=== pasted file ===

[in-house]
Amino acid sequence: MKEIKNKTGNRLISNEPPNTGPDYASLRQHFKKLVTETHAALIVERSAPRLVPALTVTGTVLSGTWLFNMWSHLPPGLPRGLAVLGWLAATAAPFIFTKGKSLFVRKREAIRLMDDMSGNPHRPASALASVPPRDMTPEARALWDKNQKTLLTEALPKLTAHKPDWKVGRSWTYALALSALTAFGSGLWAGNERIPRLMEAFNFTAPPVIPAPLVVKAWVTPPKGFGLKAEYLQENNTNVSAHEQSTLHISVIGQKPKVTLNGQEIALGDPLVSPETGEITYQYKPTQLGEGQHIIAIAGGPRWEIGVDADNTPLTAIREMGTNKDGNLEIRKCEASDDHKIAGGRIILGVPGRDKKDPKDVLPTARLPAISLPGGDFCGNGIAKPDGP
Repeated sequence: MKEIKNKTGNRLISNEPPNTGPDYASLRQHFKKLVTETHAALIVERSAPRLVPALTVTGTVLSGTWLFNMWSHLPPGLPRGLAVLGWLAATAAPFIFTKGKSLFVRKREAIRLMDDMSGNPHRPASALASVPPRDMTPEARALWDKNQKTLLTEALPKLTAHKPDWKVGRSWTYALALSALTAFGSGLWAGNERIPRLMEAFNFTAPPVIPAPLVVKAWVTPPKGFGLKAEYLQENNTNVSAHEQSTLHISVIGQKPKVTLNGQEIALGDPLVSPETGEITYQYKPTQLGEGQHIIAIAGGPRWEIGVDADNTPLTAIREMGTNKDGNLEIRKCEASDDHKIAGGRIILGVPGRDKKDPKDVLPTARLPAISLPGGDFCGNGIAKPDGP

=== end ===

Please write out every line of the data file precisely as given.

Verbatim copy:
[in-house]
Amino acid sequence: MKEIKNKTGNRLISNEPPNTGPDYASLRQHFKKLVTETHAALIVERSAPRLVPALTVTGTVLSGTWLFNMWSHLPPGLPRGLAVLGWLAATAAPFIFTKGKSLFVRKREAIRLMDDMSGNPHRPASALASVPPRDMTPEARALWDKNQKTLLTEALPKLTAHKPDWKVGRSWTYALALSALTAFGSGLWAGNERIPRLMEAFNFTAPPVIPAPLVVKAWVTPPKGFGLKAEYLQENNTNVSAHEQSTLHISVIGQKPKVTLNGQEIALGDPLVSPETGEITYQYKPTQLGEGQHIIAIAGGPRWEIGVDADNTPLTAIREMGTNKDGNLEIRKCEASDDHKIAGGRIILGVPGRDKKDPKDVLPTARLPAISLPGGDFCGNGIAKPDGP
Repeated sequence: MKEIKNKTGNRLISNEPPNTGPDYASLRQHFKKLVTETHAALIVERSAPRLVPALTVTGTVLSGTWLFNMWSHLPPGLPRGLAVLGWLAATAAPFIFTKGKSLFVRKREAIRLMDDMSGNPHRPASALASVPPRDMTPEARALWDKNQKTLLTEALPKLTAHKPDWKVGRSWTYALALSALTAFGSGLWAGNERIPRLMEAFNFTAPPVIPAPLVVKAWVTPPKGFGLKAEYLQENNTNVSAHEQSTLHISVIGQKPKVTLNGQEIALGDPLVSPETGEITYQYKPTQLGEGQHIIAIAGGPRWEIGVDADNTPLTAIREMGTNKDGNLEIRKCEASDDHKIAGGRIILGVPGRDKKDPKDVLPTARLPAISLPGGDFCGNGIAKPDGP